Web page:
Classes two and three were in the next room. It was very large and was divided down the middle by a large heavy green curtain. Things became rather more exciting in there and I remember having to copy the drawings of objects from a large flip-chart, each object related to a letter of the alphabet – “A for apple” etc. I really loved doing that and we had to repeat it time and time again.

In the third class we had a percussion band with bells, triangles, tambourines and drums. Wow! Fortunately I was chosen to be a drummer and I loved it. You could make such a glorious noise with a drum. Unfortunately, when I was absent for a short while due to illness, someone else was chosen as drummer in my place and I was reduced to a triangle player. I was devastated!

Infants' percussion band

Our percussion band resplendent in hats.
I think I remember some names from left to right.
Back row: yours truly, Ronnie ?,  Glyn “Mickey” Morgan,
Kenny Rice, John Evans?, Ray Hurcombe.
Girls, L to R: Myra ?, Enid ?, Beryl ?,
5th from left I think is Jane Grey.
I’d love to hear from any of these who recognise themselves.

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9 Responses to “Arriving in Pontypool”

  1. jacky bird Says:

    does anyone remember or know of harry sinclair jeffreys of pontypool his sister was ateather brother worked at british nylon spinners.any relations alive? jacky bird nee jeffreys

  2. jacky bird Says:

    thankyou would love to hear of nrelations in wales, lost contact when my dad died.

  3. Cathy Mackenzie Says:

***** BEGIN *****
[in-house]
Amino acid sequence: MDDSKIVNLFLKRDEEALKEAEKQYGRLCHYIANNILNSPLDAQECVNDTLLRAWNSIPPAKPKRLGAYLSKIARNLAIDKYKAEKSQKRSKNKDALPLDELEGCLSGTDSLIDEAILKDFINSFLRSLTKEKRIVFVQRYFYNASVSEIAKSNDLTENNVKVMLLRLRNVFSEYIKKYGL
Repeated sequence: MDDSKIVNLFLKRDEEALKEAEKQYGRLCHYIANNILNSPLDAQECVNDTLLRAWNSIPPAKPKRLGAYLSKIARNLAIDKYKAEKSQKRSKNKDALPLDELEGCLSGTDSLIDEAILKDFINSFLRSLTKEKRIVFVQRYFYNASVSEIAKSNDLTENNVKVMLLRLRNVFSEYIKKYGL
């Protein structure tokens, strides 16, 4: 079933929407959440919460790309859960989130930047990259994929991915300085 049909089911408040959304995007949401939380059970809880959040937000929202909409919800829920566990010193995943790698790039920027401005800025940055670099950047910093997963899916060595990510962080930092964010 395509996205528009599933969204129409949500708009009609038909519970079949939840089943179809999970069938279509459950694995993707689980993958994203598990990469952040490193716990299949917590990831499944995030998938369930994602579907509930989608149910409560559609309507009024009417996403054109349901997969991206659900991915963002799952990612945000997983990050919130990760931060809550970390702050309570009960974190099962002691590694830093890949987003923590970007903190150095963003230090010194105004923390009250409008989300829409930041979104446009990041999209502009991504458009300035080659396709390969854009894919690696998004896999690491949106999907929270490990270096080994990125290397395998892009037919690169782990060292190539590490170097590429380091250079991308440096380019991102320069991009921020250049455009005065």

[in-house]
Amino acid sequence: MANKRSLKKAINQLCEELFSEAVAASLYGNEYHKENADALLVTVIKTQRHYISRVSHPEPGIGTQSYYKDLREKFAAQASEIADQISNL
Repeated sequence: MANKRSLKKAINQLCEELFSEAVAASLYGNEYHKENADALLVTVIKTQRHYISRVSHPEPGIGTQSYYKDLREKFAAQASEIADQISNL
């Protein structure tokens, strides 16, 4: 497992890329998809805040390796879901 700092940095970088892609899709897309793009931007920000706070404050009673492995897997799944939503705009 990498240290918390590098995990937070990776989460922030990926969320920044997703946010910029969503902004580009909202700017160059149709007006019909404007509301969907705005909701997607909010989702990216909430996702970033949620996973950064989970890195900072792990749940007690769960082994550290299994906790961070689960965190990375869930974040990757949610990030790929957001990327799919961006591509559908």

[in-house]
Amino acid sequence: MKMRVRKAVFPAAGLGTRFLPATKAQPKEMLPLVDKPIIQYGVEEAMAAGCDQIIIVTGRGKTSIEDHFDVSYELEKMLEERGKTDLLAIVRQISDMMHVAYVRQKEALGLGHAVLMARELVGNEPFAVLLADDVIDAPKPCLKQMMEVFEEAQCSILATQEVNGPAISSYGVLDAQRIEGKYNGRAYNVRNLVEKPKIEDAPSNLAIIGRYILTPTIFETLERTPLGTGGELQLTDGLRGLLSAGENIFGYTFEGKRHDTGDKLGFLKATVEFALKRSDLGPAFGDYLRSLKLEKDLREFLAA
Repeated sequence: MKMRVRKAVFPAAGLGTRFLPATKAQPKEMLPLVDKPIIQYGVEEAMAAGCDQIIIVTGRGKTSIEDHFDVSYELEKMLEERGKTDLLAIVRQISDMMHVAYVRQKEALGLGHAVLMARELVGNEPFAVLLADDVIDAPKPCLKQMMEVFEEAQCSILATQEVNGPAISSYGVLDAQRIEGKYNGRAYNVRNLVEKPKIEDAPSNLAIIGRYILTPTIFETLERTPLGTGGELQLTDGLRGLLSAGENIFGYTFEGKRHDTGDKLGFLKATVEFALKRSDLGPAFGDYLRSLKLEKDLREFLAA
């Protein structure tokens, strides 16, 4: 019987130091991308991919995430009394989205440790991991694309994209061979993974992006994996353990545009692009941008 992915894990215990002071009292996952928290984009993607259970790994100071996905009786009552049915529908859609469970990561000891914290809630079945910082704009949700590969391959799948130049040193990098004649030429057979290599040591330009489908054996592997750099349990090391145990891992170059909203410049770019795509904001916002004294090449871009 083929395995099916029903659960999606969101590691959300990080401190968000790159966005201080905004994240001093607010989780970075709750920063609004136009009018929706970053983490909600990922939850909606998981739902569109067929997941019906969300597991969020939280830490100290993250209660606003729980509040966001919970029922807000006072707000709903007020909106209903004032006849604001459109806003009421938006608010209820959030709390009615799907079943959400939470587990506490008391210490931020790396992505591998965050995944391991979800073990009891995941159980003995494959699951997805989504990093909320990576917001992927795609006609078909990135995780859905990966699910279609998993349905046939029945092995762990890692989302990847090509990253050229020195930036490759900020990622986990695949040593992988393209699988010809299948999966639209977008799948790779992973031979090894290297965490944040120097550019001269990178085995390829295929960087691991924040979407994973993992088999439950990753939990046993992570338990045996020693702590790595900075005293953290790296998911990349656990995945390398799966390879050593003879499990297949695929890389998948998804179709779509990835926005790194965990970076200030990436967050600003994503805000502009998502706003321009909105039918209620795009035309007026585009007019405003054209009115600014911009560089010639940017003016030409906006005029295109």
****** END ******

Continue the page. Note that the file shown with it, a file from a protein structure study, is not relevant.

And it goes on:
The rocking horse is a fabulous horse! If he was to be up for auction, he would sell for around £3,000. He looks to be a mid-19th century horse, he has a forward-facing, ‘racing’ head, as opposed to an arched, looking down head of later horses.
    Nowadays, due to ”health and safety” regulations, a bow rocker horse would never be allowed in a school for general play, as the rish of squashed toes would be too great…and what if a child should fall off?! [these wonderful bow rocker horses have a very steep action, and it is easy to pitch over the head if you are not careful, and hold on! [Rocking horses like this were made to teach rich children the rudiments of riding a real horse]

    Our school had a rocking horse [1964] but he was a 1900’s one on a safety stand. He seemed huge to us, though, and he disappeared one day, to be replaced with a much smaller, modern horse.
    I do wonder if someone asked if they could ‘swap’ the ”tatty old” [antique] horse with a ‘nice shiny’ new one!

    I wonder where the horse is now.
    I hope he remains in Wales, and wasn’t shipped abroad to America or Australia, which is the fate of many old rocking horses, sadly.
    Do you remember riding him?
    The ride would have been very ‘pitching’ and with three of you up top, it would have been risky for the one at the back!
    Best wishes, Cathy

  4. Audrey Ross Says:

    Did Ray Hurcombe live in trevethin and was his mother a member of the salvation army? If so his aunt lived near us in Bryn Terrace Pontnewynydd.

  5. Alan Says:

    Was the first name of Miss Hughes, Alice?.

  6. amos2008 Says:

    No, her first name was Phyllis.

  7. Alan Black Says:

    OK Thanks. I saw a picture here somewhere of Cwmffrwdoer School circa 1920 with four of the teachers standing at a doorway. I now know the name of one of them and would like to post it. I cannot find the photo.

  8. Anthony Nicholas Says:

    Ray Hurcombe lived at Folly View, Penygarn. Sadly passed away several years ago.

  9. Nicola Owen Says:

    hi did anyone know edward reed he drove for british nylon spinners in 1953